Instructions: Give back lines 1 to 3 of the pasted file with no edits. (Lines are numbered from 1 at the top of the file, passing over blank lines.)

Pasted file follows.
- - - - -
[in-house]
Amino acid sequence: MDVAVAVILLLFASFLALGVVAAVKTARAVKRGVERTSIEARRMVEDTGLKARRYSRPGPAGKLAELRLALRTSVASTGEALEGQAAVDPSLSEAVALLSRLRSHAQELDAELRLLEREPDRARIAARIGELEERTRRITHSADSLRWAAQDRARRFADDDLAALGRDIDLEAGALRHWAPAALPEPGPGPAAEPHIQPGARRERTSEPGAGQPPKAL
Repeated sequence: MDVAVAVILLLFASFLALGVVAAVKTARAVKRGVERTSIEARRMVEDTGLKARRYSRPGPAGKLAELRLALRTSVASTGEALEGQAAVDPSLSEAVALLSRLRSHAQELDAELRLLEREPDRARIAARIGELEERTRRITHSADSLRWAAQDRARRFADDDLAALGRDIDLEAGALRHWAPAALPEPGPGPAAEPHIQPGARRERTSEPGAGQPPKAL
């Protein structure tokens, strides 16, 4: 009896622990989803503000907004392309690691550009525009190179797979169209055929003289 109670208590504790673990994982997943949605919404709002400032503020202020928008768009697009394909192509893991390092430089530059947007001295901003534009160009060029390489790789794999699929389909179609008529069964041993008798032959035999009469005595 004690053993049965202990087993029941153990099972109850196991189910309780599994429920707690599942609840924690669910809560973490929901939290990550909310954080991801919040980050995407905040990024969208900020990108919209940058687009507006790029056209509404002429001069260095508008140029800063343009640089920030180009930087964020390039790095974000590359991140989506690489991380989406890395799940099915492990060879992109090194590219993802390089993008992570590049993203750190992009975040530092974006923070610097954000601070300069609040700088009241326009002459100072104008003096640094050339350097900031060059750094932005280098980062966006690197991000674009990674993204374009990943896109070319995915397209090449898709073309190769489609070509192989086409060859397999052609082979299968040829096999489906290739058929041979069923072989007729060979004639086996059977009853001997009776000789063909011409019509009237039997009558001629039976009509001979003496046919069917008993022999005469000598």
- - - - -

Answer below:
[in-house]
Amino acid sequence: MDVAVAVILLLFASFLALGVVAAVKTARAVKRGVERTSIEARRMVEDTGLKARRYSRPGPAGKLAELRLALRTSVASTGEALEGQAAVDPSLSEAVALLSRLRSHAQELDAELRLLEREPDRARIAARIGELEERTRRITHSADSLRWAAQDRARRFADDDLAALGRDIDLEAGALRHWAPAALPEPGPGPAAEPHIQPGARRERTSEPGAGQPPKAL
Repeated sequence: MDVAVAVILLLFASFLALGVVAAVKTARAVKRGVERTSIEARRMVEDTGLKARRYSRPGPAGKLAELRLALRTSVASTGEALEGQAAVDPSLSEAVALLSRLRSHAQELDAELRLLEREPDRARIAARIGELEERTRRITHSADSLRWAAQDRARRFADDDLAALGRDIDLEAGALRHWAPAALPEPGPGPAAEPHIQPGARRERTSEPGAGQPPKAL